Last year a British health authority refused to pay for further treatment for Jaymee Bowen, a girl suffering from a rare form of childhood leukaemia. Jaymee had already relapsed after chemotherapy and a bone marrow transplant. The health authority considered the cost-effectiveness of further treatment and, taking account of the low chance of success, plus the extra suffering involved, refused to pay the estimated $150 000 the treatment would cost. To Jaymee's father, any chance of survival was worth trying. The publicity he achieved resulted in an anonymous benefactor coming forward to pay privately for an experimental treatment. Jaymee survived.

Australia has led the world in requiring pharmaceutical companies to submit economic analyses when applying for public subsidy for the supply of new drugs.1 However, the data submitted to the government are usually 'commercial in confidence'. They are not in the public domain where they would be available to prescribers and patients. This secrecy raises many serious questions.

The community ultimately pays for all subsidised drugs, yet the community is denied access to the information it needs to judge whether its money is being spent wisely. Whether the decision to list or not list a drug on the Pharmaceutical Benefits Scheme (PBS) is right and in accordance with society's values and priorities cannot currently be judged.

Commonly, when prescribers reach for their prescription pads, they choose an individual drug from a number of classes or from within the same class. They assume that the drug chosen is both efficacious and safe. If they wish to check their assumptions, even though the licensing application is confidential, they will be able to find peer-reviewed efficacy and safety data in the literature. They presently have little hope of checking the cost-effectiveness of the treatment they are prescribing. Prescribers are required to have sufficient information to enable patients to make informed choices, which may include paying a greater co-payment or full price for a non-PBS listed drug. Health economic data cannot usually be obtained from either the government or the manufacturer and, in particular, comparative data for drugs in the same class are not available. In the current climate of secrecy, how are prescribers able to counsel patients fully? If Jaymee Bowen had been in Australia, would her doctors have had access to sufficient data to be able to check the decision of the authority or to advise her father? Interferon beta-1b is approved for use in the relapse-remitting type of multiple sclerosis. It is very expensive: approximately $20 000 per patient per year. It has to be injected on alternate days, not everyone responds, it has no proven effect on disability and frequently has adverse effects. If a patient with multiple sclerosis asks whether paying for interferon would be good value for their money, how is a doctor to answer? If interferon remains unlisted on the PBS, how can the correctness of that decision be scrutinised?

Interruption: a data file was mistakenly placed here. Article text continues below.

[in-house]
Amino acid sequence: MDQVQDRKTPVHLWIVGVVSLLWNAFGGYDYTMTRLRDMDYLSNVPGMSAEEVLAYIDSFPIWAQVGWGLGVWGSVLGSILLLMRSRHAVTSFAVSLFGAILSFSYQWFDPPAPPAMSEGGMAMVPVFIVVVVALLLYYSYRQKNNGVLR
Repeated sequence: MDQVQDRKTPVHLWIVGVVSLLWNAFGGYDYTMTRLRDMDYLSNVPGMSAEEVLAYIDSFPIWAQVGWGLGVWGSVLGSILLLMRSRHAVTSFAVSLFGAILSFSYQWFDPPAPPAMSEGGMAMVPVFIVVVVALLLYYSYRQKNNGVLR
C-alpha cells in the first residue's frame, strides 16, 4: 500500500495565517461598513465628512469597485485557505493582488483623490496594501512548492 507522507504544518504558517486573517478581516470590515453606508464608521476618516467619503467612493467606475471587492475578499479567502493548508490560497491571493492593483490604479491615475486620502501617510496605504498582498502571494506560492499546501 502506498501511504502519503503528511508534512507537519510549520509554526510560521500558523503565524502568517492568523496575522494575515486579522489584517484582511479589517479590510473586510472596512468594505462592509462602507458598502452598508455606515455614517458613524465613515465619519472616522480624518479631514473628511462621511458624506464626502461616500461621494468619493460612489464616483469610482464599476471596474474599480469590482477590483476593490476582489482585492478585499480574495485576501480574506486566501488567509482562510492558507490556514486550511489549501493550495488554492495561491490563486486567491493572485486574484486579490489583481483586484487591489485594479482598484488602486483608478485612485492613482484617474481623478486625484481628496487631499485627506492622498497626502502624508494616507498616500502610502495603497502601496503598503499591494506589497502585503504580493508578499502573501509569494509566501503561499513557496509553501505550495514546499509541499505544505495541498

Consumers make purchases on the basis of the perceived value of a commodity to themselves and their families. One family, for example, will buy the cheapest toilet paper while another will make an individual choice to pay more for the softest, or the most expensive. However, for pharmaceuticals, the patient -purchaser is usually completely uninformed because the doctor -provider and pharmacist-vendor are denied access to many of the pertinent facts and part of the bill may be paid by a third party, the tax payer. The lowest price may not be the best all round value: cheaper toilet paper may have fewer sheets per roll. If the newer antidepressants are better tolerated, they may reduce costs to society overall compared with the older tricyclics, despite an increased cost of medicines per day. Consumers should be in a position to choose for themselves, on the basis of freely available cost-effectiveness data, whether they will elect to pay for a marginal benefit not provided to society as a whole. To Jaymee Bowen's father, parent of a dying child, any marginal cost, however large, was worth paying.

Economic analyses should be published like any other research data. If they are not, why not? The obvious question is, what is there to hide? Freely available information would make it easier to defend decisions about subsidising or not subsidising the cost of drugs. Both licensing and economic data submitted to government are currently protected by legislation, which could be changed. Economic data are most important when a drug has received marketing approval and its subsidy has become a public concern. Perhaps there is a need to have an economic information document outlining the cost-effectiveness of a product in the same way that there is a data sheet on the indications, dosage, etc.

The Jaymee Bowen story occupied much space in the news media and international medical journals last year. In defence of its position, the health authority pointed out that in the same week it had approved a $600 000 treatment for a boy with haemophilia. Had more data, rather than just the emotional facts, been available from the start, a more balanced discussion might have been possible.

On emotional grounds, the public rejects the idea that any treatment, however expensive and unproven, should be denied. Jaymee said in a message to the health authority, 'Now look at me, I'm fine. You could have paid for it. You had the chance and you blew it'. Any new development will always be demanded by the desperate, especially when promise is offered but not the detail with which to evaluate it. The question for doctors is at what point to endorse its use. The difficulty for society as a whole is to decide when to pay for it. The debate cannot be adequately informed until cost-effectiveness data are freely available.


John Marley

Professor, Department of General Practice, University of Adelaide, Royal Adelaide Hospital, Adelaide